Sunday, March 20, 2005

Case o' The Week: Edward Garcia, Withdrawing a Plea

In another great Judge Betty Fletcher opinion, the Ninth announces a fairly liberal standard for withdrawing one's plea in light of newly discovered evidence. United States v. Edward Garcia, __ F.3d __, 2005 WL 602959 (9th Cir. Mar. 16, 2005), available here.

Players: Judge Betty Fletcher, god bless her. Losing her in California cases would be one of the worst parts of the impending Circuit split.

Facts: Garcia pleaded guilty to manufacturing meth and a § 924(c) count, in return for the government dropping two other gun charges and agreeing to a ten year sentence. Garcia, 2005 WL 602959, *1. Interestingly, the defendant entered an Alford plea. He then tried to withdraw the plea before he was sentenced. Id. at *2. Garcia asserted two grounds for withdrawing the plea; first, because an intervening case would have affected the Career Offender exposure, and second, because of newly discovered evidence from witness Crystal McClurg. Id. The district court refused to permit withdrawal of the plea, and he was sentenced to 114 months. Id. at *2.

Issue(s): "We consider first whether Garcia’s claim of newly discovered evidence, specifically the McClurg declaration, provides a ‘fair and just’ reason for withdrawal." Id. at *3.

Held: "While newly discovered evidence wholly unrelated to a defendant’s case would surely not entitle him to withdraw his guilty plea, the generous ‘fair and just reason’ standard does not require that the defendant show that the new evidence exonerates him or that there is a reasonable probability he would not have been convicted had the case gone to trial." Id. "It is sufficient that this evidence was relevant evidence in Garcia’s favor that could have at least plausibly motivated a reasonable person in Garcia’s position not to have pled guilty had he known about the evidence prior to pleading. McGlurg’s statement therefore constitutes newly discovered evidence that is sufficient to justify the withdrawal of Garcia’s plea under the ‘fair and just reason’ standard." Id. "[W]e conclude that a defendant’s failure to proclaim his innocence should not count against him when he seeks to withdraw his plea under the ‘fair and just reason’ standard." Id. at *4.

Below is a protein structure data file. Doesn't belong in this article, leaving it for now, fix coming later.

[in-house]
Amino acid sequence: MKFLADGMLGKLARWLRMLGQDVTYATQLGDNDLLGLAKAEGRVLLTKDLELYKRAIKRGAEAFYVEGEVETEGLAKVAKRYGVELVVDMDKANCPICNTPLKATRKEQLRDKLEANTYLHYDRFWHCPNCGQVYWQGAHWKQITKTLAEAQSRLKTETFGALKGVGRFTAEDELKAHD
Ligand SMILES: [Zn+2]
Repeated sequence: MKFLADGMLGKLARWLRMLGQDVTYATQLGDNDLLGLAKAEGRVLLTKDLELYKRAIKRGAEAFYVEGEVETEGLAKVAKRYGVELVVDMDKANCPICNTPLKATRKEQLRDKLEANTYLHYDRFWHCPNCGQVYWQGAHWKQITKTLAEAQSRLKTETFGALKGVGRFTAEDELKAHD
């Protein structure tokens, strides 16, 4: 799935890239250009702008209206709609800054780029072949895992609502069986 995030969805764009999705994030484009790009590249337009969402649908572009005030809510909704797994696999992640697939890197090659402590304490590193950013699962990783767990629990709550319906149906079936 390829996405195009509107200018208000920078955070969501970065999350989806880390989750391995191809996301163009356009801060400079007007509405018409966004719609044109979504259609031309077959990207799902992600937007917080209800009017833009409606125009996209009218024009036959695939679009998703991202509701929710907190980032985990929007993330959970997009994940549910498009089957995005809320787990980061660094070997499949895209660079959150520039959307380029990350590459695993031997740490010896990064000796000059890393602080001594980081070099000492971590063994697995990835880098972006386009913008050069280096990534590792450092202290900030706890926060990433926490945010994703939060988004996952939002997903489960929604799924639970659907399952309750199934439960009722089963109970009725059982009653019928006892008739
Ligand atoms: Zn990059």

Of Note: After the district court refused to permit to withdraw the plea, but before this case, the Ninth Circuit decided United States v. Ortega-Ascanio, 376 F.3d 879 (9th Cir. 2004). Read Ortega-Ascanio in conjunction with Garcia for the current Ninth Circuit standard on withdrawal of a plea. It is interesting that the defendant managed to get this deal despite an Alford plea – in the Northern District of California, that plea would probably not have been accepted by the Court, and definitely would not have been accepted by the government as part of a plea agreement.

How to Use: Ortega-Ascanio and Garcia considerably liberalize a defendant’s ability to withdraw a plea. Theoretically, it may now be possible to withdraw a plea based on newly discovered evidence during, for example, a co-defendant’s trial or a sentencing investigation. Withdrawing a plea at this stage will certainly be easier than prevailing on a later habeas. Of course, that may, at times, not be what a public defender would want: query whether this makes it easier for a disgruntled defendant to withdraw from a plea agreement that is very much in his interest. It is also interesting to consider how the waivers in the typical written plea agreements would hold up to Ortega-Ascanio and Garcia. Although there was apparently a plea agreement in the Garcia case, see id. at *1, there is no discussion in the opinion about the agreement’s prohibitions on withdrawing a plea.

For Further Reading: Judge Betty Fletcher took senior status in 1998, as part of a brokered deal to permit her son’s – William Fletcher’s – confirmation to the Ninth Circuit. See story here. She is now taking on Congress -- or at least, some Congressmen -- in opposing the proposed Ninth Circuit split. See article here.

Steve Kalar, Senior Litigator N.D. Cal.


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